Thursday, 15 October 2015

From an investor point of view

With a wide variety of experience in both the private and public sectors, in remittances, payments and markets, Kai is expertly positioned to describe the ‘lay of the land’ as far as the international payments space is concerned. He understands the key issues from the position of both development agencies and money transfer operators – in his current role at the IFC, he has exposure to many businesses that are seeking funding or investment.

 “I believe in 10 years money transfers in most developed send markets will mostly be an electronic and mobile centric self-service. In the major markets we will have at least ten large online/mobile providers and a very large number of small ones. Providers of P2P remittance platforms will be regulated and occupy a small but meaningful niche.  Banks, especially from the receive countries, may play a larger role than we believe today and social networks maybe a much smaller one. Europe will be much more competitive than the US and prices overall will be significantly lower than today.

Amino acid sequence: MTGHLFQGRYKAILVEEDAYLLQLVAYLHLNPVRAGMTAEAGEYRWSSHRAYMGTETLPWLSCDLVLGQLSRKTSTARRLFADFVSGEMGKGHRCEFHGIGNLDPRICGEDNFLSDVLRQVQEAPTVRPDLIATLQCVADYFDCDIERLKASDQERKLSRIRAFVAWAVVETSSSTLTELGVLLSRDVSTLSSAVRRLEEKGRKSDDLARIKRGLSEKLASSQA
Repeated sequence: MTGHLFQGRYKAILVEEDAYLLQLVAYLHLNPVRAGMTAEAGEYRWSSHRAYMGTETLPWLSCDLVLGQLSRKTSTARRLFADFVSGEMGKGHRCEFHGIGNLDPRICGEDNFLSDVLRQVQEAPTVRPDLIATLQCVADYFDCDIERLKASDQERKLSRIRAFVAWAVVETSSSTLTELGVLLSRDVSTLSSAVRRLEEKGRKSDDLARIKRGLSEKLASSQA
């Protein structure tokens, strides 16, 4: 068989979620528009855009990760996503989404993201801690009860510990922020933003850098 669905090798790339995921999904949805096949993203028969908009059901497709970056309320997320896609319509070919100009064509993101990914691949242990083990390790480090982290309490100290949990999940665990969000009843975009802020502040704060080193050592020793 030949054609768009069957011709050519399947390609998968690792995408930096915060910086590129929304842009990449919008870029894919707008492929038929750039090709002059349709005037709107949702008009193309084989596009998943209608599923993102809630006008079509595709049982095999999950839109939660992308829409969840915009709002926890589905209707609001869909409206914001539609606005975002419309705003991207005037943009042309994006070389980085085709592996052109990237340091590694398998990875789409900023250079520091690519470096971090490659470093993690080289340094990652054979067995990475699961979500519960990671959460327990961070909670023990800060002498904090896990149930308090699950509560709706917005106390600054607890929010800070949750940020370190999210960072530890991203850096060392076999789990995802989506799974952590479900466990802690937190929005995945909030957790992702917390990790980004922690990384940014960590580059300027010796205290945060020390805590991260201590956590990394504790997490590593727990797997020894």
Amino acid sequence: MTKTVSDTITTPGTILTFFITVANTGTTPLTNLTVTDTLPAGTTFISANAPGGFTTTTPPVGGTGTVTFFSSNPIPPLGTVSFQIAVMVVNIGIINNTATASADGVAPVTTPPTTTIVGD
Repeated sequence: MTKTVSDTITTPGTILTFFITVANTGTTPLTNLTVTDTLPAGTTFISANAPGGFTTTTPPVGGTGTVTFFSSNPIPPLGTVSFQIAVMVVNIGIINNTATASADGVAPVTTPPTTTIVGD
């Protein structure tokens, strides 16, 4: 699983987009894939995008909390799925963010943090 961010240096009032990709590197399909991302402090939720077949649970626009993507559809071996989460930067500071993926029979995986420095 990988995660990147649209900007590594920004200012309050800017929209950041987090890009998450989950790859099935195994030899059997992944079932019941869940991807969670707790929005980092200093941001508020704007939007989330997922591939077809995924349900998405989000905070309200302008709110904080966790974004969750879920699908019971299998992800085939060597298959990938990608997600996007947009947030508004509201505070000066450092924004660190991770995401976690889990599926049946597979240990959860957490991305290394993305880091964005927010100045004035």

In receive countries cash and account payments will be split, the usage of ATMs more dominant than mobile wallets. Regional and domestic smaller transfers however are in my opinion likely to be dominated by wallets.” – Kai Schmitz

Kai’s presentation at GMTS 2015 balanced analysis of the current state of the money transfer industry with expectations for future trends. The session began with a note of caution regarding data that indicates ever increasing migration and corresponding growth in remittances. He was optimistic on the topic of the current widespread closures of MTO bank accounts however, noting that a risk-averse attitude from the banking sector was in many ways preferable to increased competition in the remittance space. 

Schmitz called attention to increasing competition, claiming that:
“Pressure on margins in the traditional sector can only get stronger, it will intensify a lot… Something needs to happen. I don’t think we can keep competing on price.”

Schmitz then answered questions from the audience on the topic of shifting trends from traditional to digital offerings, by putting an emphasis on consumer culture and attitudes towards digital transfers.

“Trust is probably a much bigger issue than getting someone to use their mobile… [but] the barriers are not that high”

For more information, please visit:

No comments:

Post a comment